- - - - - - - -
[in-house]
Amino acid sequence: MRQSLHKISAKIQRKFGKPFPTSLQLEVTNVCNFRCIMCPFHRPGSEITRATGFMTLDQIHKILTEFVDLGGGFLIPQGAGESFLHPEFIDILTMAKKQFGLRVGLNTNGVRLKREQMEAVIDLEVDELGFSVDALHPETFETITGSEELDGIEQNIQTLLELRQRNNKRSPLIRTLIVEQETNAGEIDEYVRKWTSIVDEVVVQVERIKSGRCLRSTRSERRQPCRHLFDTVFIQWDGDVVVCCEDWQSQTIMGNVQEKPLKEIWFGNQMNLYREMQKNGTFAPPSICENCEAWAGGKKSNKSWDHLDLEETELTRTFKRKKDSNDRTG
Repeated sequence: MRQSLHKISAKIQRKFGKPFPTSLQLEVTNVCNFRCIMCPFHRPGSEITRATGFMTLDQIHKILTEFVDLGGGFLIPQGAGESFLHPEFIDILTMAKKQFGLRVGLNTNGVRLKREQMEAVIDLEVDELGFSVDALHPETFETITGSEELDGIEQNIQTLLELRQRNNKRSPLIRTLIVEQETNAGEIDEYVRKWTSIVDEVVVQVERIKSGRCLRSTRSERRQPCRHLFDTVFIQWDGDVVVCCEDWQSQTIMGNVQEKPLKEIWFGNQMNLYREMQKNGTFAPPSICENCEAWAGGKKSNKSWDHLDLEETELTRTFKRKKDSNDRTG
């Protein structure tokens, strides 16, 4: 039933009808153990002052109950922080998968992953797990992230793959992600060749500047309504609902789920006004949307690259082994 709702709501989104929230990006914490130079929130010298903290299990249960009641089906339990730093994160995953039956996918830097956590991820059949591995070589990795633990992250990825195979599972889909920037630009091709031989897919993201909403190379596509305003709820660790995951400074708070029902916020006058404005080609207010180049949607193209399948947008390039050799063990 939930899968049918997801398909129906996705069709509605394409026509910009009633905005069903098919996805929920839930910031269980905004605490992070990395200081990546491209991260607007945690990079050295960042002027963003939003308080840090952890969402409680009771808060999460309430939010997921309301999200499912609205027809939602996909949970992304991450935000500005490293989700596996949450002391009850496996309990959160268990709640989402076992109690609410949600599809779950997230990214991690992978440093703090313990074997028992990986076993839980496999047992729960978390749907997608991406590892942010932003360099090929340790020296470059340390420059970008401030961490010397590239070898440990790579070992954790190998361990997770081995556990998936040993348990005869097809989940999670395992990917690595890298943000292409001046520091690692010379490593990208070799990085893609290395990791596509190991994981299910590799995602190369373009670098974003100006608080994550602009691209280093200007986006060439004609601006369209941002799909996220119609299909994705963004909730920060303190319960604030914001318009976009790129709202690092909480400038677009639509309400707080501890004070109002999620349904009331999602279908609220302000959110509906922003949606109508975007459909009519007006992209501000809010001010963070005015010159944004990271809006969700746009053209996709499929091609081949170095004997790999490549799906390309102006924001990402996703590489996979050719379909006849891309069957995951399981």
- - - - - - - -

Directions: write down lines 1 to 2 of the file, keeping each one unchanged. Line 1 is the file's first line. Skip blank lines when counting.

[in-house]
Amino acid sequence: MRQSLHKISAKIQRKFGKPFPTSLQLEVTNVCNFRCIMCPFHRPGSEITRATGFMTLDQIHKILTEFVDLGGGFLIPQGAGESFLHPEFIDILTMAKKQFGLRVGLNTNGVRLKREQMEAVIDLEVDELGFSVDALHPETFETITGSEELDGIEQNIQTLLELRQRNNKRSPLIRTLIVEQETNAGEIDEYVRKWTSIVDEVVVQVERIKSGRCLRSTRSERRQPCRHLFDTVFIQWDGDVVVCCEDWQSQTIMGNVQEKPLKEIWFGNQMNLYREMQKNGTFAPPSICENCEAWAGGKKSNKSWDHLDLEETELTRTFKRKKDSNDRTG